DHS: 527,127 Foreign Nationals Overstayed Their Visas in 2015; 2,456 Deported
“DHS calculated a total overstay rate of 1.17 percent, or 527,127 individuals”
A total of 527,127 foreign nationals who were admitted to the United States on non-immigrant visas and who were supposed to leave the country in 2015 failed to do so, Department of Homeland Security (DHS) officials told a congressional subcommittee on Tuesday.
“In FY 2015, of…nearly 45 million nonimmigrant visitors, DHS calculated a total overstay rate of 1.17 percent, or 527,127 individuals,” DHS officials said in a joint statement submitted to the House Subcommittee on Border and Maritime Security, which held a hearing on “Overstaying Their Welcome: National Risks Posed by Visa Overstays.”
Some visitors stayed beyond their authorized visit, but left the country by Jan. 4, 2016, reducing the suspected overstays to 416,500, the statement continued.
In January, DHS released its first Entry/Exit Overstay Report, which contains data on visa overstays, defined as “a nonimmigrant who was lawfully admitted to the United States for an authorized period but stayed in the United States beyond his or her lawful admission period.”
U.S. Customs and Immigration Enforcement (ICE) told Sen. Jeff Sessions (R-AL), chairman of the Senate Subcommittee on Immigration and the National Interest, that it deported 2,456 individuals who had overstayed their visas in 2015 – the lowest number since President Obama took office, according to a May 6 press release.
However, DHS noted that the total number of visa overstays represent only visitors traveling through air and sea points of entry for purposes of business or pleasure, and do not include foreign nationals who crossed the U.S. border by land.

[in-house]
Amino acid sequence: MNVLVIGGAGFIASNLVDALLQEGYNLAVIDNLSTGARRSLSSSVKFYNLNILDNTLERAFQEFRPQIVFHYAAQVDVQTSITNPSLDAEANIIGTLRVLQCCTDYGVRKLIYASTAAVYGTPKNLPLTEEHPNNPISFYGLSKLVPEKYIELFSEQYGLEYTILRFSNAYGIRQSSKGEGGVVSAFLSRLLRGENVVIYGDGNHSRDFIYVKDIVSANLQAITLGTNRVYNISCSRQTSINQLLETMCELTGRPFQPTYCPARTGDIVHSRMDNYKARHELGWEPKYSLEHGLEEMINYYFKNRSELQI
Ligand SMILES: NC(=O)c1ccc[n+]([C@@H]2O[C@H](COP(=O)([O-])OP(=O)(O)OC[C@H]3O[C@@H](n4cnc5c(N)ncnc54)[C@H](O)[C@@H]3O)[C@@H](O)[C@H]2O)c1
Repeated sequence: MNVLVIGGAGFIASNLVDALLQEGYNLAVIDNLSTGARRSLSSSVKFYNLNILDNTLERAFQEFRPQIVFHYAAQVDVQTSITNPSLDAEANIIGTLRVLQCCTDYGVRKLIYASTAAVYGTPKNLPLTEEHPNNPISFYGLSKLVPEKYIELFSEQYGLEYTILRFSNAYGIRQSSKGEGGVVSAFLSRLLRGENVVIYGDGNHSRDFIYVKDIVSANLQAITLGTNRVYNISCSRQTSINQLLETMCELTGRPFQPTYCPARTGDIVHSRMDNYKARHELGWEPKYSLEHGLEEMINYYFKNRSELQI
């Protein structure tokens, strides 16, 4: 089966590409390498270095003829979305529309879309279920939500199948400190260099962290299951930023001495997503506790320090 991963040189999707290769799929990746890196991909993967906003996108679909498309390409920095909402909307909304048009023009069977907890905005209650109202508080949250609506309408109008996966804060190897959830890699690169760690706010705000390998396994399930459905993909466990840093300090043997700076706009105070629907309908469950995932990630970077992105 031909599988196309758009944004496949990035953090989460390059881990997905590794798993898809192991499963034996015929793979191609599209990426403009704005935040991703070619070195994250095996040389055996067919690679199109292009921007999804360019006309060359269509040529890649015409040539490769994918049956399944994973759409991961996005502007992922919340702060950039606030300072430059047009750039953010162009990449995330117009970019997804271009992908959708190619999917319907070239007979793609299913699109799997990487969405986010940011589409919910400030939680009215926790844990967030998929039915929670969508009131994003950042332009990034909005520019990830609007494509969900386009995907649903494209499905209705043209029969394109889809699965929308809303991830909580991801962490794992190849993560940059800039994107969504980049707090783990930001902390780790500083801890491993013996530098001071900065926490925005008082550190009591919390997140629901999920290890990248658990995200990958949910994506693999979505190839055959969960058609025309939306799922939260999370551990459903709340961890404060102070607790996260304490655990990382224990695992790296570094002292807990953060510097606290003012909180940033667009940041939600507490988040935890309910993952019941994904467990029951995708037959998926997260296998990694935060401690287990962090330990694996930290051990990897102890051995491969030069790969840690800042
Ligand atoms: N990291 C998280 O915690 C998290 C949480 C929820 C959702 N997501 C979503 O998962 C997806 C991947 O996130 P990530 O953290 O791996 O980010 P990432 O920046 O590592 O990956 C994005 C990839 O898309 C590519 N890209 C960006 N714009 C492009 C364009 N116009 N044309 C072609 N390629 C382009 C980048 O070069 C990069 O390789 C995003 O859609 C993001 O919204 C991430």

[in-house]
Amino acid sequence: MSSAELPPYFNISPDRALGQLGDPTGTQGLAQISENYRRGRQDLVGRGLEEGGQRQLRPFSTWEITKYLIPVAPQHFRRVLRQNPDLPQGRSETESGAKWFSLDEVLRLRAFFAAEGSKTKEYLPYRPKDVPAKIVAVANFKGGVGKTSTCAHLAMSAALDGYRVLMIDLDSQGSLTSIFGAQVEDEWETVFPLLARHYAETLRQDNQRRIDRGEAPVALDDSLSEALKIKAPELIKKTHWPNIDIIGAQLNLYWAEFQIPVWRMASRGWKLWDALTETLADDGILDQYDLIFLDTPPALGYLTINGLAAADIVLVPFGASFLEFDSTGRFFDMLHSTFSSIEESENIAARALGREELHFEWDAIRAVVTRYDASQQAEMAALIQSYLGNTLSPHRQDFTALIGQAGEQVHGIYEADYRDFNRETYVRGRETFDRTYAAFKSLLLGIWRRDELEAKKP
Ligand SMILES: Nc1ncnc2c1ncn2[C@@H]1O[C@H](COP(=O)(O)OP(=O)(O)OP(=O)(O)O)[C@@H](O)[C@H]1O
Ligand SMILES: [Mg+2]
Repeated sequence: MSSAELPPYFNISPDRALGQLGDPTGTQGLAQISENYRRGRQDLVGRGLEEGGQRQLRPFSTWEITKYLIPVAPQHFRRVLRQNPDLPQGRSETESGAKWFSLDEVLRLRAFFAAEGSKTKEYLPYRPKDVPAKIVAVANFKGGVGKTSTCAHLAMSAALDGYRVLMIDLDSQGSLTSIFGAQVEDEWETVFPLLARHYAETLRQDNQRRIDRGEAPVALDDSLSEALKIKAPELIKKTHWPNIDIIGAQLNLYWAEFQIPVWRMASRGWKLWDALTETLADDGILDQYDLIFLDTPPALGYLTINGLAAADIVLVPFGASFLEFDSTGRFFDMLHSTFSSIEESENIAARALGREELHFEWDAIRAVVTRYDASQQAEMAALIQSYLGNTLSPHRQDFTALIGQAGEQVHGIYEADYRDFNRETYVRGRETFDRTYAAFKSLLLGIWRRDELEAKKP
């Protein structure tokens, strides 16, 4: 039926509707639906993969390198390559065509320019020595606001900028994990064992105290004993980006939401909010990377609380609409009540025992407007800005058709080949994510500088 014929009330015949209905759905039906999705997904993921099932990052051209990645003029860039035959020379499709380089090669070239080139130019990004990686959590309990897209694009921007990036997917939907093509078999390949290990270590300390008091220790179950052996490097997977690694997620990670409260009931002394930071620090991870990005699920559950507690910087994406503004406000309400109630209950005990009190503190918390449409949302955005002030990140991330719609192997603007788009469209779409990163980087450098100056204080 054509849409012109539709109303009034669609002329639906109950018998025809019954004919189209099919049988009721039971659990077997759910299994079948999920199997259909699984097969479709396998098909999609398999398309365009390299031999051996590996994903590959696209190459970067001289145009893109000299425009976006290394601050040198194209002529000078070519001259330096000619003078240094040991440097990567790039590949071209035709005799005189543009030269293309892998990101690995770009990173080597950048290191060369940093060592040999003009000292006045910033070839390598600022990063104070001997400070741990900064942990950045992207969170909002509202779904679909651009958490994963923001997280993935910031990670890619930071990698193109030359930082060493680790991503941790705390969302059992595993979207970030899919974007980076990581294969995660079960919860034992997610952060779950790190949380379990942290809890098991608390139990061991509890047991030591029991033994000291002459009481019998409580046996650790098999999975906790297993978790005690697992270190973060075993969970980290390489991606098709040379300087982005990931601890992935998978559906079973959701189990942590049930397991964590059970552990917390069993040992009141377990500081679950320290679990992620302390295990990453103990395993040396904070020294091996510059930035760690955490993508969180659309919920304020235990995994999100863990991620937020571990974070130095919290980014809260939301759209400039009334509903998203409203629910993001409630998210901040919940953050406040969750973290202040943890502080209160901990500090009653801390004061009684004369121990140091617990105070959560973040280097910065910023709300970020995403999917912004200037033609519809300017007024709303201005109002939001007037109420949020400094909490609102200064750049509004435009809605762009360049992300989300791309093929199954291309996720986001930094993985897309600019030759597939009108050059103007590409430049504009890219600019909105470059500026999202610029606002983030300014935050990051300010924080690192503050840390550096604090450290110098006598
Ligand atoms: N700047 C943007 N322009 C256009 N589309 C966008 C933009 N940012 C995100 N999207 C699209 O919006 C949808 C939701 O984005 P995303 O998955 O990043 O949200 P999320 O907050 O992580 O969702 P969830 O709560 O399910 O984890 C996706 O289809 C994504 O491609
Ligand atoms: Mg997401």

The African nation of Djibouti had the highest percentage of visa overstays (27.67%), according to DHS, but overstay rates for several other countries were well over 10 percent, including: Bhutan (24.89%), Eritrea (19.28%), Laos (18.44%), Burkina Faso (18.01%), Chad (17.43%), Federated States of Micronesia (16.00%), Mauritania (13.49%), Georgia (12.44%), Gambia (11.20%), Liberia (11.93%), and Afghanistan (10.86%).
“While Congress has in recent years paid a great deal of attention to securing our southern border (and rightfully so), less attention has been focused on successfully addressing visa overstays,” said Rep. Filemon Vela (D-TX), the subcommittee’s ranking member.
“The approximately 527,000 individuals who overstayed in fiscal year 2015 is a far greater number than the 331,000 individuals who were apprehended along the U.S.-Mexico border that year, illustrating the scope of the overstay problem,” Vela said.
Subcommittee chairwoman Martha McSally (R-AZ), estimated that nearly 60 percent of individuals illegally in the United States are visa overstayers. She emphasized the risk of terrorists being among that group.
“Time and time again, terrorists have exploited the visa system by legally entering America. The 9/11 Commission put it this way: ‘For terrorists, travel documents are as important as weapons’,” McSally said.